The five principles Ole Gunnar Solskjaer has reinstated at Manchester United

Ole Gunnar Solskjaer became the caretaker manager of Manchester United after the sacking of Jose Mourinho after the clubs 3-1 defeat to Liverpool back in December 2018. In the time that has since elapsed, Solskjaer has reinstated five principles that have not always been present at the club, at the same time, since the retirement of Sir Alex Ferguson.

1. Man management

It is no secret Ole Gunnar Solskjaer’s style of man management is more inclusive than his predecessor Jose Mourinho. Criticism has been traded for encouragement, in press conferences player’s strengths are highlighted instead of flaws. In December 2017, Mourinho bemoaned Marcus Rashford’s “childish decisions in front of goal” after he missed a chance coming off the bench against Leicester City

Fast forward a year and Solskjaer is at the helm, in press conferences he highlights Marcus Rashford’slack of fear”,frightening pace,” and “great link-up play”. It’s no surprise then that this belief from his manager has coincided with the best form of his career. Perhaps more surprising is why Mourinho is so insistent on his approach when it has been observed many times that football is a confidence sport.

Building players up was a theme of Sir Alex Ferguson’s tenure. Did he believe Phil Jones would be United’s best ever player? Perhaps not. But he knew by saying so the centre back would be a hell of a lot closer. 

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2. Squad rotation

The modern game is physically demanding and fixture lists are crowded. As such modern managers should be able to successfully rotate their squad. Mourinho stubbornness meant he did not do this. For example, in the 2017/18 Premier League season Nemanja Matic only missed two games and Romelu Lukaku only missed four. This tendency for favourites resulted in those on the periphery of the squad losing motivation. 

Under Solskjaer, the message was clear – “everyone will be given a chance”. This chance for many came against Paris Saint-Germain on Wednesday 6 March 2019. United was able to write history becoming the first team ever to overturn a 2-0 deficit from the home leg. What’s more, is they did this with ten first team players missing.

An overworked Lukaku under Mourinho would not have given the same tireless performance. Similarly, would an ostracised Scott McTominay, Andreas Pereira and Fred have played with the same desire? Ferguson would have been proud. It’s this type of management that brings out the best in peripheral players. He may have been reminded of a certain Solskjaer substitute appearance scoring four goals in ten minutes vs Norwich.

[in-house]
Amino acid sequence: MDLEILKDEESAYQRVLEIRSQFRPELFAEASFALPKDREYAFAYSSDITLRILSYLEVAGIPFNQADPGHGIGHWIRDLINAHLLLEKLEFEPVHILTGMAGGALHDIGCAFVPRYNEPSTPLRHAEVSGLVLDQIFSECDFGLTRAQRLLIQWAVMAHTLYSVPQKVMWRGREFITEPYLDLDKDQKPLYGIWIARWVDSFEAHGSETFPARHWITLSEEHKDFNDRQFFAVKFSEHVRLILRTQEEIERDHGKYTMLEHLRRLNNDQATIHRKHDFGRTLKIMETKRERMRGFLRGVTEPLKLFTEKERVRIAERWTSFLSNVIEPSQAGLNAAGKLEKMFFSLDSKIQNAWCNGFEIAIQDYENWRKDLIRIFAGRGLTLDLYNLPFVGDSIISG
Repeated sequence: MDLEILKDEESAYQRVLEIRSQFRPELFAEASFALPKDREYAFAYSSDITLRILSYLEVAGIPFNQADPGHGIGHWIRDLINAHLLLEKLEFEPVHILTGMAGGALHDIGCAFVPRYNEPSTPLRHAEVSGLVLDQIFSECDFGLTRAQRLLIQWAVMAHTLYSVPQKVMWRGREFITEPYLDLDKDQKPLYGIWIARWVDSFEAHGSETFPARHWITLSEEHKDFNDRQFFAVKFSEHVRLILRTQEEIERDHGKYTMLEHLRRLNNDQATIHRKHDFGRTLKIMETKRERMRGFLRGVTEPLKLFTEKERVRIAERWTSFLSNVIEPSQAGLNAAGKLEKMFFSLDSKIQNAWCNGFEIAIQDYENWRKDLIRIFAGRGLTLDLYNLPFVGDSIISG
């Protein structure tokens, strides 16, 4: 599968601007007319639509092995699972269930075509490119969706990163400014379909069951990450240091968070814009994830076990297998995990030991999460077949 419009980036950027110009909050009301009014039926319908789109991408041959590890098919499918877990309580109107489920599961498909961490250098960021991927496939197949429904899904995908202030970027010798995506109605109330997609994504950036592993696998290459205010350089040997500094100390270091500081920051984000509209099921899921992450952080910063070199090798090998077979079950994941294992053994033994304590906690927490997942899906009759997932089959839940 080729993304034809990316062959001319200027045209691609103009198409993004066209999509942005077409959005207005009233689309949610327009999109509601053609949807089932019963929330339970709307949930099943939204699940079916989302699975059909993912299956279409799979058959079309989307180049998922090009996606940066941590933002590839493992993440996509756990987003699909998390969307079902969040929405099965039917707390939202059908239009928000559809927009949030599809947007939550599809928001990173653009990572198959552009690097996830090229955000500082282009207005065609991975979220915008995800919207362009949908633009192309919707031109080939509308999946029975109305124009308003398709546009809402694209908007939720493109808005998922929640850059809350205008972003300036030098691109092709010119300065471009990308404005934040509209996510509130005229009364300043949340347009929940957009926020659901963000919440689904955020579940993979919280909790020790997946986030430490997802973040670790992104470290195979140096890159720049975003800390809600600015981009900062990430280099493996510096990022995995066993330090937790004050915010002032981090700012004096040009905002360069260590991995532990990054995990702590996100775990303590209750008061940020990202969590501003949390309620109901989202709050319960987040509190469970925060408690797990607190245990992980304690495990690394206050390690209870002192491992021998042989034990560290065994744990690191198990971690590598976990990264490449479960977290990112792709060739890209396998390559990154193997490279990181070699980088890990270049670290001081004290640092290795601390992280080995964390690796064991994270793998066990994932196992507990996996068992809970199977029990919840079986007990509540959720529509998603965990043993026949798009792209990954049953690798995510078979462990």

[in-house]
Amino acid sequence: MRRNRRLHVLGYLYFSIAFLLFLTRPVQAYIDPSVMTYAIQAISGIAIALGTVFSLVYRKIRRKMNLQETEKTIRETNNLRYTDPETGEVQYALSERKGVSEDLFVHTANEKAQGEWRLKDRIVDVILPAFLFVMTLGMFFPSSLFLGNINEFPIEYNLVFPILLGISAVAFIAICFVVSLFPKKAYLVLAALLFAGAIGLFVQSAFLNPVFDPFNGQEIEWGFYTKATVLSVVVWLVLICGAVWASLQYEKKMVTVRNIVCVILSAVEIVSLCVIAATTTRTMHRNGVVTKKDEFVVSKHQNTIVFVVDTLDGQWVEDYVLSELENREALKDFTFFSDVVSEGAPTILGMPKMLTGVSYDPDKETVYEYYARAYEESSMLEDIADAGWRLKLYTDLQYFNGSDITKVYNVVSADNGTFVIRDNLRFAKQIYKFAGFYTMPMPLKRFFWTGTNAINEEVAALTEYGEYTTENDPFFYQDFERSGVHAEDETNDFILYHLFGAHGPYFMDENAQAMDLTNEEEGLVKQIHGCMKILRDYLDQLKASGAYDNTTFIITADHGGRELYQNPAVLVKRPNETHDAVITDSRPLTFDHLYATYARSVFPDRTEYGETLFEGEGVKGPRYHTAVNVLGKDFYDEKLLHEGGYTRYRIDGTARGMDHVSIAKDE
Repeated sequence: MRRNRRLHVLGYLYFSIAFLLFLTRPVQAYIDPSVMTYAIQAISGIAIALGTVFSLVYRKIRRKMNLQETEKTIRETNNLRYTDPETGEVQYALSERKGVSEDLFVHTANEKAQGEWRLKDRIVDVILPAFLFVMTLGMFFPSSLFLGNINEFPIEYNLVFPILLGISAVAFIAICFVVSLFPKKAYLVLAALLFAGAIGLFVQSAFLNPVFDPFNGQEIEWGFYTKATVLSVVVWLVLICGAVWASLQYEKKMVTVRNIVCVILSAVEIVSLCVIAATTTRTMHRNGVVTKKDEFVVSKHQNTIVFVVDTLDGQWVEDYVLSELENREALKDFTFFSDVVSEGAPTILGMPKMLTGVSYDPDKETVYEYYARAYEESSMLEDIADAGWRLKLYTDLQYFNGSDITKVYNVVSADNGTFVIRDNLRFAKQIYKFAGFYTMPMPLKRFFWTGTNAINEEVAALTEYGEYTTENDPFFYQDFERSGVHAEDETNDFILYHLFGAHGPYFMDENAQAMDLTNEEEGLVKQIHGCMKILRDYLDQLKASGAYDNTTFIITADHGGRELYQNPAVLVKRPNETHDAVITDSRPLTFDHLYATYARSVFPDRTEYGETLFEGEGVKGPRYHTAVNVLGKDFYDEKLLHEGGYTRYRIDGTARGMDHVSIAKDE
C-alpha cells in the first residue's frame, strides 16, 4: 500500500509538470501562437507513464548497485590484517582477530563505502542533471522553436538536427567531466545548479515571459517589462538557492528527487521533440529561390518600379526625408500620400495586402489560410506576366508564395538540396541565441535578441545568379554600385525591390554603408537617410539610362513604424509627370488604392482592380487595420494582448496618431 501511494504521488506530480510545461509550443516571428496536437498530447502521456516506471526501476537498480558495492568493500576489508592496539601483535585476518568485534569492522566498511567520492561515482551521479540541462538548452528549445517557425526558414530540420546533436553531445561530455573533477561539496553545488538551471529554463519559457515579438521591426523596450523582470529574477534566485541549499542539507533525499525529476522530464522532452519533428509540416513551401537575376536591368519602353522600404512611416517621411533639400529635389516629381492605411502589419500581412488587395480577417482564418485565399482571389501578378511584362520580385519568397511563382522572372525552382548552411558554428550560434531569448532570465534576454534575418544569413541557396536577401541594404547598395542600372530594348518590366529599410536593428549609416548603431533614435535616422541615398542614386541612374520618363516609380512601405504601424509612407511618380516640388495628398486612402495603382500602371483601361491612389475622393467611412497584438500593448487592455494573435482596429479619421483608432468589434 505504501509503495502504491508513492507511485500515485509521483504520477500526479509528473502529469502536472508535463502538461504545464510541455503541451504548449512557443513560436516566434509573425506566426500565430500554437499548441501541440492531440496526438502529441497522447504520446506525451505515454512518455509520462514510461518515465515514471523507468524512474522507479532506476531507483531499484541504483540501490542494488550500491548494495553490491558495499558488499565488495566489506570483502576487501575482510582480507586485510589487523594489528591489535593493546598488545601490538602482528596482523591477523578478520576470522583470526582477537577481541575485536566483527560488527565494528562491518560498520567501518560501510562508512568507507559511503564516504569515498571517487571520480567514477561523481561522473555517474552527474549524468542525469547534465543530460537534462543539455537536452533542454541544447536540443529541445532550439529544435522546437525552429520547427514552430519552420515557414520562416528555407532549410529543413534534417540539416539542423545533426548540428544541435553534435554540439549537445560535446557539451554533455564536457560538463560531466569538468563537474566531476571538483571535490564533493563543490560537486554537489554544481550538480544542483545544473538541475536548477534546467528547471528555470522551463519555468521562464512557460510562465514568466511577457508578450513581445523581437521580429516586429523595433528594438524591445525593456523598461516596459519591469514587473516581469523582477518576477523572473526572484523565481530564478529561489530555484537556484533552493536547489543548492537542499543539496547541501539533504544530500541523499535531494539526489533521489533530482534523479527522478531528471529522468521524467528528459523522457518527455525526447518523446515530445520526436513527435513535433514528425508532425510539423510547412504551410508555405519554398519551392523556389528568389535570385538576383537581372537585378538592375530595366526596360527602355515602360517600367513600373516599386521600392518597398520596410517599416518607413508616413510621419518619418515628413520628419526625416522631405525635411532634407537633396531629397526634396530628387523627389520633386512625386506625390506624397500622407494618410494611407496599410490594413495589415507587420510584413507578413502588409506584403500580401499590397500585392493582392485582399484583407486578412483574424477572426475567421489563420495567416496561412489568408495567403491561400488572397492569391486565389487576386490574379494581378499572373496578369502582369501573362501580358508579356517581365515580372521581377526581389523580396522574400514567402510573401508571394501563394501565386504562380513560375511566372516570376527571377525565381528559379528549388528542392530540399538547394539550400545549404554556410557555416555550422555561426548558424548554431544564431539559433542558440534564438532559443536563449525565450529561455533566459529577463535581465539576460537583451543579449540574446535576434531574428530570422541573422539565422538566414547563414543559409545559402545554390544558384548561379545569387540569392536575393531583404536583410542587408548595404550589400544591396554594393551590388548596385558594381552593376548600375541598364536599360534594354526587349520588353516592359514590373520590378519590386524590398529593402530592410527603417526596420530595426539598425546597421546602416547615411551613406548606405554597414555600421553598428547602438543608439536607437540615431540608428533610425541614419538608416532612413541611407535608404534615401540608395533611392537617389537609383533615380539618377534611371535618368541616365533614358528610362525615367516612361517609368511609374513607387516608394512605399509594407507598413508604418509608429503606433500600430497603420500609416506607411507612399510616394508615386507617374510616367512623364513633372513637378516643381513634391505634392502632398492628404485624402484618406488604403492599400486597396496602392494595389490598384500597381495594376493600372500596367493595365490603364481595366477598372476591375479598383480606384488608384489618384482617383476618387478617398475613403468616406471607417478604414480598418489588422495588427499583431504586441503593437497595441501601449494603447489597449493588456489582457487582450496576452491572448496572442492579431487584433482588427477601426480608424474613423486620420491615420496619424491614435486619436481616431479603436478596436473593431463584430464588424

3. Tactical Flexibility

Under Solskjaer we have seen United play in various formations; 4-4-2, 4-1-2-1-2, 4-3-3, 4-5-1, 4-2-3-1 and 3-4-1-2. Importantly United are now able to change formation in play. Meaning they are versatile to deal with in game developments. This was a hallmark of the Ferguson era and in particular many formations were deployed throughout his 2007/08 double winning season. 

Ferguson opted for a 4-3-3 or 4-5-1 in European games that season. A similar tactic was used by Solskjaer versus PSG away as he deployed a 4-5-1 from minute 60-80 in order to consolidate his player’s energy and limit PSG’s attacking space. Leading in to the final minutes he went 4-3-3 in search of a vital goal. A shrewd tactical plan that paid off for United.

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4. Giving youth a chance

Since Solskjaer took charge United have scored 40 goals and over half have been scored by players who have graduated from the clubs academy. Part of the reason United attract such a wide audience is the community feel of the club. There is a pride that comes with educating the next generation of footballers.

Bryan Robson mentored Paul Scholes who mentored Michael Carrick who is now mentoring Paul Pogba. This is a deep history that had been forgotten since Ferguson’s departure. A tradition which allows youth players to express themselves and senior players to stand taller. Every football fan should be celebrating its return. 

5. Delegation 

Perhaps Ferguson’s biggest quality was his ability to delegate tasks. As put by Rio Ferdinand – “the best traits that Ferguson had were that he delegated and trusted other people”. He expands on this saying one of Moyes failure was his inability to relinquish any form of control – “Moyes’ hands were on everything at the club”. Micro-managing leads to those around you switching off, your colleagues and employees will no longer observe the work they are doing. 

Since Solskjaer’s arrival, there have been signs of change, the manager of the month award was a collective photo rather than individual. Tactical decisions are discussed rather than enforced. Interesting that David Moyes, Louis van Gaal and Mourinho were often fraught figures at United. While Solskjaer seems to be enjoying the ride. An open hand was Ferguson’s way of maintaining the tightest grip. He let go to keep control. Solskjaer seems to be doing the same. 

Written by Chris Barnes

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